Wait, so Project X – which opens in theaters on March 2 – doesn’t star Matthew Broderick as a rule-breaking Air Force pilot who needs Helen Hunt’s help to save a research-lab-full of chimpanzees from radiation poisoning? Man, is my Netflix queue going to be confused in a few months when the bawdy, found-footage teen party comedy of the same name makes its way to home video.
Why would Hollywood use the exact same title for a wildly different movie? Not to mention the fact that people who’ve managed to see Project X already – the new one, not the chimp one – tell me that there’s absolutely no reason for that title.
This isn’t the first time this has happened, and you know it isn’t going to be the last. Here are eight of our favorite movie-title mix-ups. Commit them to memory, so you don’t get stuck watching the wrong feature some Friday night in your immediate future.
The Avengers vs. The Avengers
Comic book fans have waited decades to see mighty Marvel superheroes Thor, Iron Man, Captain America and Hulk sharing the silver screen. And their wish is about to become a reality once Joss Whedon’s blockbuster graces the screen. Pay attention to what you are renting down the line, though, because the wrong click at a Redbox location and you could be bringing home Uma Thurman, Sean Connery and Ralph Fiennes in a bowler hat. The existence of an old Avengers even led to a name change for Whedon’s work. Talk about rental confusion.
28 Days vs. 28 Days Later
The former starred Sandra Bullock as a party girl trying her damndest to sober up at an isolated drug and alcohol rehabilitation center. The latter, directed by Danny Boyle, plunged viewers into a zombie apocalypse where a virus has wiped out most of the world’s population. Now if only Hollywood could make a movie about Bullock’s drunken newspaper columnist fighting off bloodthirsty creatures, we’d be in 28 Days heaven.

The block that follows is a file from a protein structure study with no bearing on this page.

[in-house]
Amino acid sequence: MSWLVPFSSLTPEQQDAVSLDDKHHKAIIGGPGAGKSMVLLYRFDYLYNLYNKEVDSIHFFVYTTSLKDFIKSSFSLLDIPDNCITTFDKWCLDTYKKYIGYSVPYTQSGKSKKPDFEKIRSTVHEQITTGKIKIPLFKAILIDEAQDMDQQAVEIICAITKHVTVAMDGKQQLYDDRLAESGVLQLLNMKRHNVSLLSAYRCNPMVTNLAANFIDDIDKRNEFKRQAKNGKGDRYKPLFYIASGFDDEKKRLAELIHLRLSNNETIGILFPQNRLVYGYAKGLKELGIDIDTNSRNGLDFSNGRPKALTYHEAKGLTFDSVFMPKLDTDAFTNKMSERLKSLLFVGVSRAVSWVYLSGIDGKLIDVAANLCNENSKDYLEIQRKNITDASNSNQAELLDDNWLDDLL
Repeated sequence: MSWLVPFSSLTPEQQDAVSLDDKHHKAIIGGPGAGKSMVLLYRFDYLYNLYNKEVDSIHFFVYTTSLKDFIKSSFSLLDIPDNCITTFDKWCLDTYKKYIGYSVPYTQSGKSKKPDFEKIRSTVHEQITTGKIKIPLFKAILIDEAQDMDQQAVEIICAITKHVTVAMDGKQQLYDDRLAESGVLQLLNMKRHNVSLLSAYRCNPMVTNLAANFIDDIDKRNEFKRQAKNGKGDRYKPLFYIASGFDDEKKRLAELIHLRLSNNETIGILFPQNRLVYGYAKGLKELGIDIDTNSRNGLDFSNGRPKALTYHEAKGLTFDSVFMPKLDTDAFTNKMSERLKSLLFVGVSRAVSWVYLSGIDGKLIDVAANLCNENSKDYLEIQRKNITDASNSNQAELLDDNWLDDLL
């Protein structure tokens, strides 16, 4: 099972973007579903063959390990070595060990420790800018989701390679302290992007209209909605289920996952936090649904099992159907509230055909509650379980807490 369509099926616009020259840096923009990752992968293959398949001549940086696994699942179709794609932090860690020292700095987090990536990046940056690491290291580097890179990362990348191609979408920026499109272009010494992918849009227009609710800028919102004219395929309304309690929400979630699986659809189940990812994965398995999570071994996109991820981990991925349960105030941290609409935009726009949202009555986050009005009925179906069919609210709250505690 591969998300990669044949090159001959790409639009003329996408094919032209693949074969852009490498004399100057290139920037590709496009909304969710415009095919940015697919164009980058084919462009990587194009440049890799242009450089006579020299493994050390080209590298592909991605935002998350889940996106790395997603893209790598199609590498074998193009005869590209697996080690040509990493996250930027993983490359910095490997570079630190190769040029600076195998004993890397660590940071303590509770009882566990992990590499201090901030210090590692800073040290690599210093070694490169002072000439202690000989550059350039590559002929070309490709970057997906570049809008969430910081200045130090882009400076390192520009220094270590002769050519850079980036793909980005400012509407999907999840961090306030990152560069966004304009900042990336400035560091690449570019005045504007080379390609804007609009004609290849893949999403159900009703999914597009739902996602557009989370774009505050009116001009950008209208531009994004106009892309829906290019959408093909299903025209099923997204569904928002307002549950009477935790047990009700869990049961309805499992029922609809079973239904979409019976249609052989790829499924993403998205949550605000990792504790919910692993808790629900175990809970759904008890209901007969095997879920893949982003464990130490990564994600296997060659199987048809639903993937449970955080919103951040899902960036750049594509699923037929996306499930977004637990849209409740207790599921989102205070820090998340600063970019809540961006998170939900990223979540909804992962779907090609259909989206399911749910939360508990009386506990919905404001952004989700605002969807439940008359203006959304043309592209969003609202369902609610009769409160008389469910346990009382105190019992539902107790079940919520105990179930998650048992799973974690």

Apollo 13 vs. Apollo 18
What a difference five numbers can make. Thirteen isn’t supposed to be a lucky number, but it’s unlucky viewers who rent Gonzalo López-Gallego’s found-footage horror Apollo 18 thinking there getting Tom Hanks and Kevin Bacon. What they get, instead, are moon rocks with spider legs. I wish I were joking.
Crash vs. Crash
It’s rare that a Best Picture-winning Oscar drama is significantly worse than the deranged genre flick of the same name, but that’s the case with Crash. So be extra careful when you are seeking out David Cronenberg’s examination of deviant sexual creatures who link carnal passion to automobile accidents. Because you might bring home Paul Haggis’ heavy-handed race-relations drama, instead.
A Serious Man vs. A Single Man
Can you believe these two reached theaters within a few weeks of one another? It took me forever to learn how to separate these 2009 dramas … and I’m a huge fan of Serious, which was Joel and Ethan Coen’s wry, dry commentary on religious faith. But neither Man made much of an impact on moviegoers, meaning few had to worry too much about telling them apart.
Kicking & Screaming vs. Kicking & Screaming
I love this one, largely because most Will Ferrell fans wouldn’t have the patience for Noah Baumbach’s subtle humor, and Baumbach’s higher-brow audience would sooner shrivel up and die before sitting through one of Ferrell’s sports comedies. Truth be told, both versions of Kicking and Screaming make me laugh for different reasons, but not as loudly as I chuckle thinking about the people who mistakenly rented the wrong Kicking and screamed once they realized it.
The many American movies
We almost brought up Ghost movies, because there are a ton. But a quick search confirmed that there are far more American movies waiting to confuse uncertain renters. One false move could give you The American President instead of An American Tail, or American Psycho over American Gangster. Teenagers seeking the gratuitous nudity of American Pie could mistakenly get the curb-chewing hatred of American History X. And that doesn’t even count American Beauty, American Graffiti, An American Werewolf in London … Just rent George Clooney’s The American and call it a patriotic day.